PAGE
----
Bushfire impacts on hydrology
Changes to the quality of runoff
Past bushfires have resulted in significant water quality emergencies, for example:
- contamination of water supply reservoirs in Canberra’s Cotter catchment, leading to disruptions to water supply and the need to construct a new water treatment plant (White I. et al, 2006)
- a significant fish kill due to near-zero dissolved oxygen levels in the Ovens River in north-east Victoria following a severe storm over a fire-impacted tributary (Smith, H. et al., 2011)
Numerous studies following past bushfires have given us a trove of data with which to predict future impacts on the quality of runoff (e.g. Sheridan, G.J. et al. 2007). The short term increase in runoff rates following bushfires exacerbates the risks of water quality emergencies following bushfires.
Changes to the quantity of runoff
Bushfires in Australian eucalypt forests lead to significant detrimental impacts on runoff volumes, and the quality of runoff. Numerous studies (Langford, K. J. 1976; Kuczera, G. A. 1985; Hill, P. I. et al. 2008) have found that for a given rain event, runoff volumes initially increase compared with pre-bush fire rates, then significantly reduce before returning to pre-fire rates as the regrowth forest matures. This behaviour is shown below:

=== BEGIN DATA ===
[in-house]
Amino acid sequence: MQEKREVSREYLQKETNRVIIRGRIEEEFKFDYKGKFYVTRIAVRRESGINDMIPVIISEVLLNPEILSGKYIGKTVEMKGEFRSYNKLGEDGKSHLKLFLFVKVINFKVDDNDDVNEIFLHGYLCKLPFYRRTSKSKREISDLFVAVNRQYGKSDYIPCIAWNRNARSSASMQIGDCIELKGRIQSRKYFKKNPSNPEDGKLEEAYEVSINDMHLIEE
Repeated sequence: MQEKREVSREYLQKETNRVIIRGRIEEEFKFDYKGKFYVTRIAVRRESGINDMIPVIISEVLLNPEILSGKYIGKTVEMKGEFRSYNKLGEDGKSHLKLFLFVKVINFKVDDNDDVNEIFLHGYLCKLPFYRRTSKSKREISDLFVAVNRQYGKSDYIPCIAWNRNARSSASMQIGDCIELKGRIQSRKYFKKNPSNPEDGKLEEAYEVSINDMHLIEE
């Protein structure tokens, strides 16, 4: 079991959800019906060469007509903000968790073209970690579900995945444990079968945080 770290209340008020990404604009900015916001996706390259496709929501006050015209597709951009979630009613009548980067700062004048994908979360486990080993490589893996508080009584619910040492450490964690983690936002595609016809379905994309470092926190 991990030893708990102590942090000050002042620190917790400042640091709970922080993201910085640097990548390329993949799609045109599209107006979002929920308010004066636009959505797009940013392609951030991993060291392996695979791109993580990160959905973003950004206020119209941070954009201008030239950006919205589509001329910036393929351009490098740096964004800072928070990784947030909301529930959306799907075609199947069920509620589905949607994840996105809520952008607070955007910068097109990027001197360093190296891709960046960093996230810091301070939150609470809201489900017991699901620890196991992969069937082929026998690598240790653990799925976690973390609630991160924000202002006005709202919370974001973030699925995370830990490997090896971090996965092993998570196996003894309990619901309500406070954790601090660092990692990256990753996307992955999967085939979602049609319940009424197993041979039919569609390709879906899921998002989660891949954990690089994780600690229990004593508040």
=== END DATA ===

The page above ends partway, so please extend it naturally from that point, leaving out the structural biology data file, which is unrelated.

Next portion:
The initial responses of runoff rates to bushfire can be even more complex. Fire can make the soil hydrophobic, leading to increased rates of runoff, fire can open up cracks or root holes, leading to increased infiltration and reduced runoff rates, or ash can seal soil pores, leading to increased runoff (Sheridan, G.J. et al. 2007).
Destruction of the forest and canopy, and death of the trees, is the major driver of the short-term change in runoff rates, as the trees can no longer transpire, and the canopies no longer intercept rainfall. As the trees regrow and mature the leaf area of the canopies increase, and root zone becomes deeper. The increasing leaf area leads to higher transpiration rates and so reducing runoff, and the deeper root zone enables the growing forest to access water from deeper in the soil profile, also contributing to reducing runoff as the trees regrow.
Kuczera, G. A. 1985, Prediction of water yield reductions following a bushfire in Ash- Mixed Species Eucalypt Forest, Melbourne Metropolitan Board of Works, Water Supply Catchment Hydrology Research, Rep. No. MMBW-W-0014
Murray-Darling Basin Commission, Risks to Shared Water Resources, Impact of the 2003 Alpine Bushfires on Streamflow: Modelling the impacts of the 2003 bushfires on water quality in catchments in Victoria and New South Wales, 2007